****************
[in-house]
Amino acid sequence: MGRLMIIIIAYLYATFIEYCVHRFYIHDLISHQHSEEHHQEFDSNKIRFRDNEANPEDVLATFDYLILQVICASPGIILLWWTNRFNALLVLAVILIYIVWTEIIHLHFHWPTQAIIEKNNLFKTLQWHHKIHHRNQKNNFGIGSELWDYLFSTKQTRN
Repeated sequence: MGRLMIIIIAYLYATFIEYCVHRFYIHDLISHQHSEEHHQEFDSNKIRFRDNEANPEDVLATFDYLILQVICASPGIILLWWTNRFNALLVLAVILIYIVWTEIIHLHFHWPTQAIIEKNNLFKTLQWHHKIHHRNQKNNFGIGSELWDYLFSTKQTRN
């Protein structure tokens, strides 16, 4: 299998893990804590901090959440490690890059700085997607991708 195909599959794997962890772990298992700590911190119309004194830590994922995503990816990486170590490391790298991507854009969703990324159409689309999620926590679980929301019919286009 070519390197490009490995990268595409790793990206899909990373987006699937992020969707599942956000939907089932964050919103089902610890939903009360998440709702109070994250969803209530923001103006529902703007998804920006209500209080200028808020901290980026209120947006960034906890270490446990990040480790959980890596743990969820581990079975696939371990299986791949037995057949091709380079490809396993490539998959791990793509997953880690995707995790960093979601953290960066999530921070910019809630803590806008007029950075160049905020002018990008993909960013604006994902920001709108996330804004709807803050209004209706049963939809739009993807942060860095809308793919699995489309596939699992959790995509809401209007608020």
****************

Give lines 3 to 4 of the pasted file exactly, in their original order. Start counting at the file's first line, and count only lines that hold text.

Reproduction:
Repeated sequence: MGRLMIIIIAYLYATFIEYCVHRFYIHDLISHQHSEEHHQEFDSNKIRFRDNEANPEDVLATFDYLILQVICASPGIILLWWTNRFNALLVLAVILIYIVWTEIIHLHFHWPTQAIIEKNNLFKTLQWHHKIHHRNQKNNFGIGSELWDYLFSTKQTRN
């Protein structure tokens, strides 16, 4: 299998893990804590901090959440490690890059700085997607991708 195909599959794997962890772990298992700590911190119309004194830590994922995503990816990486170590490391790298991507854009969703990324159409689309999620926590679980929301019919286009 070519390197490009490995990268595409790793990206899909990373987006699937992020969707599942956000939907089932964050919103089902610890939903009360998440709702109070994250969803209530923001103006529902703007998804920006209500209080200028808020901290980026209120947006960034906890270490446990990040480790959980890596743990969820581990079975696939371990299986791949037995057949091709380079490809396993490539998959791990793509997953880690995707995790960093979601953290960066999530921070910019809630803590806008007029950075160049905020002018990008993909960013604006994902920001709108996330804004709807803050209004209706049963939809739009993807942060860095809308793919699995489309596939699992959790995509809401209007608020």